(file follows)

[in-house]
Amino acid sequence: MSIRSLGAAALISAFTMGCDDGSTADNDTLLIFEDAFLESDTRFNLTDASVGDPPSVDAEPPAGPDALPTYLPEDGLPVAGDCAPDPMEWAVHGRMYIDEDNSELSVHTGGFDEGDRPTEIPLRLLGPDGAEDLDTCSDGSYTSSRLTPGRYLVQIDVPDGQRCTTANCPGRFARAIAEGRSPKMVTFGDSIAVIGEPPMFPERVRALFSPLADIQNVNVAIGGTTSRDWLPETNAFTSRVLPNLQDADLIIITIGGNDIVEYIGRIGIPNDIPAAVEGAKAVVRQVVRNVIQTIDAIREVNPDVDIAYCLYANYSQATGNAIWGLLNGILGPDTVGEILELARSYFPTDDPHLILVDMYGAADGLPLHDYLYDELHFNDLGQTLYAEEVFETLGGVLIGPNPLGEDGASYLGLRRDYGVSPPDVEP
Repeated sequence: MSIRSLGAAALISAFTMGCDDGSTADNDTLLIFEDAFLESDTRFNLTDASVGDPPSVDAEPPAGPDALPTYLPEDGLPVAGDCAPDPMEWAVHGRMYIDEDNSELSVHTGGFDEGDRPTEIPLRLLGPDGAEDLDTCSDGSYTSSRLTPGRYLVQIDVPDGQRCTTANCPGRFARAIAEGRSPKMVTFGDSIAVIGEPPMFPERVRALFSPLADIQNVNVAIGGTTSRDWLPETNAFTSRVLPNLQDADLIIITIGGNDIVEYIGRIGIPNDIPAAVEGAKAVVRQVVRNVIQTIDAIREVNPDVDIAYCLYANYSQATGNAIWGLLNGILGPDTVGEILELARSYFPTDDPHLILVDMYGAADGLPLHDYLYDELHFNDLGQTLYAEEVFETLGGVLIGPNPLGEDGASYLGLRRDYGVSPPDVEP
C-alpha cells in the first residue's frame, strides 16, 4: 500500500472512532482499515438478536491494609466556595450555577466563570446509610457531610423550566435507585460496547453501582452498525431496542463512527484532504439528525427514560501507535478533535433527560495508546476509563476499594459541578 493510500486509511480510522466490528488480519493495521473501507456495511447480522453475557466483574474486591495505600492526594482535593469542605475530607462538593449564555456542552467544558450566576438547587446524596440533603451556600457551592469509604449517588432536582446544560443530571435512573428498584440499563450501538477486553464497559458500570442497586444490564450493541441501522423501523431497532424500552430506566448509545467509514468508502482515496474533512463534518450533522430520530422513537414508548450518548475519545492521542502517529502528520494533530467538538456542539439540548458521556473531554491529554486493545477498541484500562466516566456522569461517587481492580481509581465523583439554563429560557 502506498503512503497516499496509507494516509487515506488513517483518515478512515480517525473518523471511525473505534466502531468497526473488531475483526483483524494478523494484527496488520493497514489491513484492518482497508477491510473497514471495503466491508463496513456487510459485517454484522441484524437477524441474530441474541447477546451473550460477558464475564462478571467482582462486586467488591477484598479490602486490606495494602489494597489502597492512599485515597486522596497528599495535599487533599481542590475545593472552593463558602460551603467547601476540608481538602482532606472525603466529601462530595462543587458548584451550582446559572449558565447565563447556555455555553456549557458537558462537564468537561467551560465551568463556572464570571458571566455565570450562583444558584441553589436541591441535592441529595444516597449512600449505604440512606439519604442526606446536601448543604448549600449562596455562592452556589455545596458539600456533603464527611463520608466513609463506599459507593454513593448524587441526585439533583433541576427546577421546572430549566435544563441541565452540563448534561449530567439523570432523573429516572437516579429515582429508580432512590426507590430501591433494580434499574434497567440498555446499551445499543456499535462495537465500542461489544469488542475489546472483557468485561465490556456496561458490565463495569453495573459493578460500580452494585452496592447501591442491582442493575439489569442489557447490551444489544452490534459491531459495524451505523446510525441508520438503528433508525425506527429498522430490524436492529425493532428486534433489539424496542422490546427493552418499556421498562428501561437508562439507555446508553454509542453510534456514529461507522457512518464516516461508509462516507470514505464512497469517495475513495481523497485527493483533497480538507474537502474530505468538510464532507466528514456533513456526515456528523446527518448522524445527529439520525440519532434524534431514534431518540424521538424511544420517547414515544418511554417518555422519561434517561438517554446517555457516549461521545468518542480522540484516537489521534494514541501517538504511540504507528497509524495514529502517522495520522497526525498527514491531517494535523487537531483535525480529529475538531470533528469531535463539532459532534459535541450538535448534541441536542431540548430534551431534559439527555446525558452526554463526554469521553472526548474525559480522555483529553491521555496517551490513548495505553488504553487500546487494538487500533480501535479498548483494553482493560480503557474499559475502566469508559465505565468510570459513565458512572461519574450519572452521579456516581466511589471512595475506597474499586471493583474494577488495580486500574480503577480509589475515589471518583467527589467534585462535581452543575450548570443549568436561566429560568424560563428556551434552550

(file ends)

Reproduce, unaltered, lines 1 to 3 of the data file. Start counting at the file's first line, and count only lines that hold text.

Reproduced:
[in-house]
Amino acid sequence: MSIRSLGAAALISAFTMGCDDGSTADNDTLLIFEDAFLESDTRFNLTDASVGDPPSVDAEPPAGPDALPTYLPEDGLPVAGDCAPDPMEWAVHGRMYIDEDNSELSVHTGGFDEGDRPTEIPLRLLGPDGAEDLDTCSDGSYTSSRLTPGRYLVQIDVPDGQRCTTANCPGRFARAIAEGRSPKMVTFGDSIAVIGEPPMFPERVRALFSPLADIQNVNVAIGGTTSRDWLPETNAFTSRVLPNLQDADLIIITIGGNDIVEYIGRIGIPNDIPAAVEGAKAVVRQVVRNVIQTIDAIREVNPDVDIAYCLYANYSQATGNAIWGLLNGILGPDTVGEILELARSYFPTDDPHLILVDMYGAADGLPLHDYLYDELHFNDLGQTLYAEEVFETLGGVLIGPNPLGEDGASYLGLRRDYGVSPPDVEP
Repeated sequence: MSIRSLGAAALISAFTMGCDDGSTADNDTLLIFEDAFLESDTRFNLTDASVGDPPSVDAEPPAGPDALPTYLPEDGLPVAGDCAPDPMEWAVHGRMYIDEDNSELSVHTGGFDEGDRPTEIPLRLLGPDGAEDLDTCSDGSYTSSRLTPGRYLVQIDVPDGQRCTTANCPGRFARAIAEGRSPKMVTFGDSIAVIGEPPMFPERVRALFSPLADIQNVNVAIGGTTSRDWLPETNAFTSRVLPNLQDADLIIITIGGNDIVEYIGRIGIPNDIPAAVEGAKAVVRQVVRNVIQTIDAIREVNPDVDIAYCLYANYSQATGNAIWGLLNGILGPDTVGEILELARSYFPTDDPHLILVDMYGAADGLPLHDYLYDELHFNDLGQTLYAEEVFETLGGVLIGPNPLGEDGASYLGLRRDYGVSPPDVEP